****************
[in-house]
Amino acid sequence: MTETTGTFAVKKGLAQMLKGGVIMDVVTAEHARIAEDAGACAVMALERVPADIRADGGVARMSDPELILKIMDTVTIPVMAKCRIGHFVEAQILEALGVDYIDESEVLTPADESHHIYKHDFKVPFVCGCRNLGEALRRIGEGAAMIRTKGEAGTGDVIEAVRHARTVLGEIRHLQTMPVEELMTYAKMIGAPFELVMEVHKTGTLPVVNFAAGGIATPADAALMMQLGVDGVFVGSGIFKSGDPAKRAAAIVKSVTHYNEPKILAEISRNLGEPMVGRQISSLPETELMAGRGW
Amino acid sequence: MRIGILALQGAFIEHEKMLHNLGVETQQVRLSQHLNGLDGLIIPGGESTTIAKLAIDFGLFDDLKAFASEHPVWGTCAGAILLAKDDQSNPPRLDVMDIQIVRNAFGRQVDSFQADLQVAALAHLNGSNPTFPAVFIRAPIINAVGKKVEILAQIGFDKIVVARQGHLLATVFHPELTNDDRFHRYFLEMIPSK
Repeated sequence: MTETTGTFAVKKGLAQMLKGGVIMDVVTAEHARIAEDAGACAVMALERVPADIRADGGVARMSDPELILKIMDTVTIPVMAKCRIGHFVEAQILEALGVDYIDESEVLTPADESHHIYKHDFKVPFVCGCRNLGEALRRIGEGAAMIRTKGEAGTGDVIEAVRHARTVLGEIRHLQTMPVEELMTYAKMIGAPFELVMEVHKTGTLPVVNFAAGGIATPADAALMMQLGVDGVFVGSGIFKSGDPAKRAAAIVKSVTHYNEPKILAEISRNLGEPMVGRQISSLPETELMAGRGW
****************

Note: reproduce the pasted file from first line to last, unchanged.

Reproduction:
[in-house]
Amino acid sequence: MTETTGTFAVKKGLAQMLKGGVIMDVVTAEHARIAEDAGACAVMALERVPADIRADGGVARMSDPELILKIMDTVTIPVMAKCRIGHFVEAQILEALGVDYIDESEVLTPADESHHIYKHDFKVPFVCGCRNLGEALRRIGEGAAMIRTKGEAGTGDVIEAVRHARTVLGEIRHLQTMPVEELMTYAKMIGAPFELVMEVHKTGTLPVVNFAAGGIATPADAALMMQLGVDGVFVGSGIFKSGDPAKRAAAIVKSVTHYNEPKILAEISRNLGEPMVGRQISSLPETELMAGRGW
Amino acid sequence: MRIGILALQGAFIEHEKMLHNLGVETQQVRLSQHLNGLDGLIIPGGESTTIAKLAIDFGLFDDLKAFASEHPVWGTCAGAILLAKDDQSNPPRLDVMDIQIVRNAFGRQVDSFQADLQVAALAHLNGSNPTFPAVFIRAPIINAVGKKVEILAQIGFDKIVVARQGHLLATVFHPELTNDDRFHRYFLEMIPSK
Repeated sequence: MTETTGTFAVKKGLAQMLKGGVIMDVVTAEHARIAEDAGACAVMALERVPADIRADGGVARMSDPELILKIMDTVTIPVMAKCRIGHFVEAQILEALGVDYIDESEVLTPADESHHIYKHDFKVPFVCGCRNLGEALRRIGEGAAMIRTKGEAGTGDVIEAVRHARTVLGEIRHLQTMPVEELMTYAKMIGAPFELVMEVHKTGTLPVVNFAAGGIATPADAALMMQLGVDGVFVGSGIFKSGDPAKRAAAIVKSVTHYNEPKILAEISRNLGEPMVGRQISSLPETELMAGRGW